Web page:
Supes pitched on allowing sculptures all year

‘When Love and Hate Collide’ by Zach Bowman, from the  2018 Ring Out for Art contest

The county supervisors will be looking for a balance in what is allowed on the courthouse grounds after being lobbied Monday by Jefferson Matters: Main Street’s Tower View Team (TVT) to have sculptures there year round.

“I think we all want to contribute to the vibrancy of the square, and there are a bunch of different components of that,” board chair John Muir said. “The thing we have to do is find balance of everything that wants to be on the inside of the square.”

The sculptures in question are entries in the TVT’s  Ring Out for Art contest, held in conjunction with the Bell Tower Festival. This past year, the sculptures were displayed from May through October but had to be removed by the artists before winter.

Deb McGinn, TVT chair, said that in 2019, the sculptures will not be voted on during the Bell Tower Festival to select first, second and third place winners to receive cash. Instead, every artist whose piece is selected through a jury process will receive $1,000.

She said “creative placemaking” such as Zach Mannheimer suggested in his Vision 2020 plan for the county, sets 10 as the number of attractions needed to draw people to a downtown area year round. She listed attractions, with the Ring Out for Art sculptures 10th on the list.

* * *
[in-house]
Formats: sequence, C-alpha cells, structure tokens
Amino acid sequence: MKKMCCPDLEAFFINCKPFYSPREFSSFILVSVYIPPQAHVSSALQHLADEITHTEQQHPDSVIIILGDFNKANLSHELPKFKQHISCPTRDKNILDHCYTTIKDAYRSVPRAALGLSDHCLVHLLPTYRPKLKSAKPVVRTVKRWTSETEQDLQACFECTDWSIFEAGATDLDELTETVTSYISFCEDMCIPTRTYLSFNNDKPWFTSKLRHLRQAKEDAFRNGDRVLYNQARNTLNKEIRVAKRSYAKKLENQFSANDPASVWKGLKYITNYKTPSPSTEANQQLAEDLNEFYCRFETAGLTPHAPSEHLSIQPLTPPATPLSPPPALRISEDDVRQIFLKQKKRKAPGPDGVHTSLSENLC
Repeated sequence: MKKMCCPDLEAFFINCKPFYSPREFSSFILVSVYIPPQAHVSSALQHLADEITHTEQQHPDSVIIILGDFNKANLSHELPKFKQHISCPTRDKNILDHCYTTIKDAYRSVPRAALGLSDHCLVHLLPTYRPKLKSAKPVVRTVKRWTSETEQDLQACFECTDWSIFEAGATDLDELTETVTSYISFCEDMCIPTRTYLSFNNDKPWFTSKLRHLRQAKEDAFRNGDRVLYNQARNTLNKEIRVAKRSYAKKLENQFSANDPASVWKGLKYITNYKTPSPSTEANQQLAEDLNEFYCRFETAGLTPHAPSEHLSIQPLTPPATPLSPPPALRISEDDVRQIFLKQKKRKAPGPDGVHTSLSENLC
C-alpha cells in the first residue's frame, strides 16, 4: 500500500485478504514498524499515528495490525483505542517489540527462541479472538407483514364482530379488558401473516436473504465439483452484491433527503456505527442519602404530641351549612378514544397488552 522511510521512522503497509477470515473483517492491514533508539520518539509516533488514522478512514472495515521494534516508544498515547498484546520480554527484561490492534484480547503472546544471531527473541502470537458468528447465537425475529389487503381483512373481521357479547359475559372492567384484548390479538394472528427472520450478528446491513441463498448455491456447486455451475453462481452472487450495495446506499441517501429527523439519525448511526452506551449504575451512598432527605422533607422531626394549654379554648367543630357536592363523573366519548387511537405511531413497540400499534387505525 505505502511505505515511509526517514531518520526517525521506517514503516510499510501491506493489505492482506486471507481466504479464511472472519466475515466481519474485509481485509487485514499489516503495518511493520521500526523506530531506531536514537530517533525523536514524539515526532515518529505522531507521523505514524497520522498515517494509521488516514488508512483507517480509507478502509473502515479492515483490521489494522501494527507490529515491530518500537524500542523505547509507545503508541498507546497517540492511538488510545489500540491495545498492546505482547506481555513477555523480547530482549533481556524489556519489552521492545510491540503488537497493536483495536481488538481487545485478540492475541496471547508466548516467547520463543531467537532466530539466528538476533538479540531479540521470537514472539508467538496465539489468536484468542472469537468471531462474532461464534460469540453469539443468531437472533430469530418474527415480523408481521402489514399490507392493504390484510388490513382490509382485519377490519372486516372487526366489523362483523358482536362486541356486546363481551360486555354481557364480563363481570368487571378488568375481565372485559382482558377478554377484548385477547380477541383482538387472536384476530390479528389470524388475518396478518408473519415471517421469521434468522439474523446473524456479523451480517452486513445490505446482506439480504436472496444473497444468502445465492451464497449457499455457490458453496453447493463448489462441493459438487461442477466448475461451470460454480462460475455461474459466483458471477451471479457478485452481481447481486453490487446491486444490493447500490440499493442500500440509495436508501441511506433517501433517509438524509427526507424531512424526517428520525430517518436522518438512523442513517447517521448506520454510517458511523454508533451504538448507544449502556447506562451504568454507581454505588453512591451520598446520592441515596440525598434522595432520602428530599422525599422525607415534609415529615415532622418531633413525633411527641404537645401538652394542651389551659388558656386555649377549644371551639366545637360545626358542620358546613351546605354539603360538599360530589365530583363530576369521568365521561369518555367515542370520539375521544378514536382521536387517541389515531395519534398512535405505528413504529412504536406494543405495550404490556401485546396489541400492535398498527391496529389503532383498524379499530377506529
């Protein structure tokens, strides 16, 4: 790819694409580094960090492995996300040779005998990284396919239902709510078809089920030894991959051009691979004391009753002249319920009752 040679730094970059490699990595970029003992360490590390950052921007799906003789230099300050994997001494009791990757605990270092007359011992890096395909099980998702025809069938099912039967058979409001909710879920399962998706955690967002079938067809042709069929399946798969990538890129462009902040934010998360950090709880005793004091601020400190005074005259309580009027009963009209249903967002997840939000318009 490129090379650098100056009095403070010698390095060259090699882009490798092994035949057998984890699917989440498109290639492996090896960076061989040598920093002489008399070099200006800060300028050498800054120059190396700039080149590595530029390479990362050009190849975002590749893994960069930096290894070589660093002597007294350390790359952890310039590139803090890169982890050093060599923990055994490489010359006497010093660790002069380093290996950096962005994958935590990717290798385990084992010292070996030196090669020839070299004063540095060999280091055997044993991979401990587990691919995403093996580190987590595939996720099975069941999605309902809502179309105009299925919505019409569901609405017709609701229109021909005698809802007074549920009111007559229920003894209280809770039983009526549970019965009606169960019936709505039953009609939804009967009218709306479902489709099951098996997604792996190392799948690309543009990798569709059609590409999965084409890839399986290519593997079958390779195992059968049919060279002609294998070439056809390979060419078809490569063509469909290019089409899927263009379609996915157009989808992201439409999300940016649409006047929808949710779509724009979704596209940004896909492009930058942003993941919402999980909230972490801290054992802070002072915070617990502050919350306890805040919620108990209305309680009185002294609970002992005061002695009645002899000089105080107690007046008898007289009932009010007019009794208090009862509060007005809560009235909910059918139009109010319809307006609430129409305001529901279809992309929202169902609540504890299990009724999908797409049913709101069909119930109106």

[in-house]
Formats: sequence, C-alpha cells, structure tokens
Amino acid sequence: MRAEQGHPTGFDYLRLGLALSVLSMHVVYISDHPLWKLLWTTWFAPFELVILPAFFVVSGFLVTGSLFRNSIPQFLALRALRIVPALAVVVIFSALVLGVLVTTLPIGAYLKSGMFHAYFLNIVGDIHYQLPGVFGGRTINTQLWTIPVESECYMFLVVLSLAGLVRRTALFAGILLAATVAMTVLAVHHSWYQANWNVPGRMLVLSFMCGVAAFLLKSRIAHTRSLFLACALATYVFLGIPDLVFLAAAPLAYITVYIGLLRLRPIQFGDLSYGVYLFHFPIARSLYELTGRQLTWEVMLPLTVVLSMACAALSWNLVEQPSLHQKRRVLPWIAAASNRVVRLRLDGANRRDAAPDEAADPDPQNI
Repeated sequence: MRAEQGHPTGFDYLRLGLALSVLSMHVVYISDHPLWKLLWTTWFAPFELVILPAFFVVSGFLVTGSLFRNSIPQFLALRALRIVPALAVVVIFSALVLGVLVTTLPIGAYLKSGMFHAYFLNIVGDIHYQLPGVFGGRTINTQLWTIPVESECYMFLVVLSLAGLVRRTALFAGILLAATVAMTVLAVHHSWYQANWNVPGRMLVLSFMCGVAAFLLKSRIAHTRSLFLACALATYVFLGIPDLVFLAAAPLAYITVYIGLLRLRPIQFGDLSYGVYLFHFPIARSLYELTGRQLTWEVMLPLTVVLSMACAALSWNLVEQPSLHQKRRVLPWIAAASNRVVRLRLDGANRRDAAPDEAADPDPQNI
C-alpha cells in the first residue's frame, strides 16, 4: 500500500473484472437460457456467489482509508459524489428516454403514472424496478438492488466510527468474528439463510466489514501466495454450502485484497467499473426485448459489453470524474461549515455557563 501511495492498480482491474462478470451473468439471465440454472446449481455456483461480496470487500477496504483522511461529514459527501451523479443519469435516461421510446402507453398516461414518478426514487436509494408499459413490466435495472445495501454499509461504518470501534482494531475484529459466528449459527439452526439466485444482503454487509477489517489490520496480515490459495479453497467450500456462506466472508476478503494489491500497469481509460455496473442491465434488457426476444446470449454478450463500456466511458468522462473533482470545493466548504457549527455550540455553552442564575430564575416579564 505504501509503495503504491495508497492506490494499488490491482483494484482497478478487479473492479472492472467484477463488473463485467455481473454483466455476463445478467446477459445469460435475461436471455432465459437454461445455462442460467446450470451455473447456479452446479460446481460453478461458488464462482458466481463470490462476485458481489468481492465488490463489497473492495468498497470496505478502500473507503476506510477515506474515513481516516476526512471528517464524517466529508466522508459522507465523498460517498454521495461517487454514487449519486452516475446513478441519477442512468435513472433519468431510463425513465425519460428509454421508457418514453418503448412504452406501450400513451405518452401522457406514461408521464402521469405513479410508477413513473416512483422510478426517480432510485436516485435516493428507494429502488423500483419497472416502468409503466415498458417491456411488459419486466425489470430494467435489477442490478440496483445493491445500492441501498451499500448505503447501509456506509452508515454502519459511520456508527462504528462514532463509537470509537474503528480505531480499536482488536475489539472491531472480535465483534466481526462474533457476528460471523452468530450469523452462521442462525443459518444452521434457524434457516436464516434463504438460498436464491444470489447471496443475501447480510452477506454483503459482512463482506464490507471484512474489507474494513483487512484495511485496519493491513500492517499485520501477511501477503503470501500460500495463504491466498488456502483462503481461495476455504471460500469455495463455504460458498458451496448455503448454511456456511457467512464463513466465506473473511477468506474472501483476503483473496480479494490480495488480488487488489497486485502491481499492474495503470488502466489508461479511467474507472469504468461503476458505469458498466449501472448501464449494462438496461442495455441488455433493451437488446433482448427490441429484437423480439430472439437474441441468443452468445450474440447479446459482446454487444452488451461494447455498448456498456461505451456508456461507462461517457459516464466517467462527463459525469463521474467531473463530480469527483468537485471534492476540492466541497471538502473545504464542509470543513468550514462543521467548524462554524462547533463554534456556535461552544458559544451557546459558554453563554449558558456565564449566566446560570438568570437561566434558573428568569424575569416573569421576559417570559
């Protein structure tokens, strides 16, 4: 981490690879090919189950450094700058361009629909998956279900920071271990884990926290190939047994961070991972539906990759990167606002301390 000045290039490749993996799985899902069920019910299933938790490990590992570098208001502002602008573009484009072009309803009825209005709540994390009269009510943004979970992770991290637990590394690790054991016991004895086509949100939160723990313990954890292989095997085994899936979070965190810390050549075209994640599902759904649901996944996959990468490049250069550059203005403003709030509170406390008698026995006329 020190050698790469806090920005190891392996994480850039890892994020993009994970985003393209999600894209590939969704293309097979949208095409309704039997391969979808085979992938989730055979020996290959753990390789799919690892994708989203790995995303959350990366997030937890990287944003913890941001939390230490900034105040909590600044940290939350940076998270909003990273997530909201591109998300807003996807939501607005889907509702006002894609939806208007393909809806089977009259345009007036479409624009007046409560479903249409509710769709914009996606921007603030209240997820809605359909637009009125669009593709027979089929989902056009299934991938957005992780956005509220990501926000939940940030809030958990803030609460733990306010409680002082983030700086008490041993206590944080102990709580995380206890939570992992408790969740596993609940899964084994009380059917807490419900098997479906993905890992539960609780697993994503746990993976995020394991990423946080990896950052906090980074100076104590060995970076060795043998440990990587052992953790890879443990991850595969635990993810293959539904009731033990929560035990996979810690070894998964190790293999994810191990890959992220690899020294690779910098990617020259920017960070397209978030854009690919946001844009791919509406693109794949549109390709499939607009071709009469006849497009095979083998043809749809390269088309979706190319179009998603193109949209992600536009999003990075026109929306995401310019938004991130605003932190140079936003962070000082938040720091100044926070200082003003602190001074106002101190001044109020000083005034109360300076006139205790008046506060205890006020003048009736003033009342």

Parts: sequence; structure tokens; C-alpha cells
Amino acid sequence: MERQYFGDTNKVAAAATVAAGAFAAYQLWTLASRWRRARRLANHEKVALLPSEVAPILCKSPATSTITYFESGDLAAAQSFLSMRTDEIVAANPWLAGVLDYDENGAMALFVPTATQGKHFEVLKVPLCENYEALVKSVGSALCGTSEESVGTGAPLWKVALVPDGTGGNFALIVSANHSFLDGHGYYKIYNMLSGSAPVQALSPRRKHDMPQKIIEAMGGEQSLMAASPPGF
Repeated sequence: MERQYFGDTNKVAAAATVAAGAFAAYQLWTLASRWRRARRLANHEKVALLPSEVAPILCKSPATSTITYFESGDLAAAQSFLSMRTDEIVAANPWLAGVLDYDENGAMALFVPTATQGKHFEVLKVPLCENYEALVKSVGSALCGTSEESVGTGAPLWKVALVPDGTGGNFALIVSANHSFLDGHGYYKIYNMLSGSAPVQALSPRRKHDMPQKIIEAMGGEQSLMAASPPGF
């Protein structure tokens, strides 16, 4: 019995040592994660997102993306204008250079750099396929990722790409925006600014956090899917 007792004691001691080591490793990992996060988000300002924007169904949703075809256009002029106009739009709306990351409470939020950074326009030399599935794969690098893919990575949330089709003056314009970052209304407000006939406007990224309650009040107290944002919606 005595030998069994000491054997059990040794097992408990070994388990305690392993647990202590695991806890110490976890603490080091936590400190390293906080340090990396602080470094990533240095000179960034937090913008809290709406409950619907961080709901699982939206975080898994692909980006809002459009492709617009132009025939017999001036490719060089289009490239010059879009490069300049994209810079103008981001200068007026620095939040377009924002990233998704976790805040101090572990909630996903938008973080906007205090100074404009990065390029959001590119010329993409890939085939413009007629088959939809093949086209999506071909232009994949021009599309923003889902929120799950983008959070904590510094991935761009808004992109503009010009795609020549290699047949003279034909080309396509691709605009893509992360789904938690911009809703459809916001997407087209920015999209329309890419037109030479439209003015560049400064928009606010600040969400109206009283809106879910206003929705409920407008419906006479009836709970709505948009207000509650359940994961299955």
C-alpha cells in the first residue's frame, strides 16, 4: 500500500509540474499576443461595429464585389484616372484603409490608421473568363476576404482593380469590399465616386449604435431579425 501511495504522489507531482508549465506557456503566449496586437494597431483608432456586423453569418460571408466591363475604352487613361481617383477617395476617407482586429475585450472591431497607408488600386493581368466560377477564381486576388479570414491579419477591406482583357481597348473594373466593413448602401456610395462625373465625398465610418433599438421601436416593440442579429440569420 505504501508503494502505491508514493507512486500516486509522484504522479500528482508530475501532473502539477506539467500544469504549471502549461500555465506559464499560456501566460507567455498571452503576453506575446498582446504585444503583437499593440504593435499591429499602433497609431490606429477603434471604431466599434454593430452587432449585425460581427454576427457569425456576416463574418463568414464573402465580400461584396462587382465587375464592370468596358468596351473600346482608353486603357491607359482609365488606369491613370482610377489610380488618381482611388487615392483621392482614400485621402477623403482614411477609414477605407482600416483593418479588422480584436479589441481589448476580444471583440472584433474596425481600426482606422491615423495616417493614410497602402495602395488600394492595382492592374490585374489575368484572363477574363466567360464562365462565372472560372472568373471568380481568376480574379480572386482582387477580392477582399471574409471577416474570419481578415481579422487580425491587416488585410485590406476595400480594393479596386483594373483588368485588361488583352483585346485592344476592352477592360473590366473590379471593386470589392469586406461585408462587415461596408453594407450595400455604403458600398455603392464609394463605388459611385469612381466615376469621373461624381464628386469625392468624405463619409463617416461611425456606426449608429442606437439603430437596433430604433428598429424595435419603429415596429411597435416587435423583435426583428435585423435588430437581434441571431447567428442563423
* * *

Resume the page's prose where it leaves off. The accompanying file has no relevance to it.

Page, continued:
She said public art is necessary to draw newcomers to town, to make a town “come alive.” She said art downtown brings people off the Raccoon River Valley Trail, and that work is being done to market Jefferson as an arts community. She used Manning and Woodbine as examples of communities using public art successfully.

“The reasons for public art are all positive reasons and I think they’ll help with the development of our downtown,” McGinn said.

Sid Jones, president of Home State Bank, also spoke on behalf of year-round sculptures. The bank has been the financial sponsor of Ring Out for Art since it was conceived. He said the bank included a place for art during its remodeling a few years ago and that many people, customers and non-customers visit the art display. “I’ve become a believer that public art is of importance to communities, he said. “The more you drive around, the more public art you see. It used to be just in urban areas, but now it’s in more towns the size of Jefferson. People do look for it.”

Angie Gingery, a member of the Tower View Team, said having sculptures downtown helps local people realize there are things to do in Jefferson. She said county residents are the hardest to convince there are attractions in Jefferson, but art that changes from time to time helps.

Pat Richards, supervisor of the bell tower tour guides, said the sculptures on the plaza are often the starting place for conversations with visitors. Bell tower staff sees people looking at or taking photos of the sculptures and then step out to talk with them.

The supervisors during previous discussions have expressed concerns that the courthouse grounds would look cluttered if every group wanting to put something there were allowed to,;that snow removal would become more difficult; and that there could be liability with trip-and-fall accidents.

Muir said Monday the board will have more discussion and try to come up with an option that satisfies everyone.

Print or share article:Print this page
Email this to someone
Tweet about this on Twitter
Share on Facebook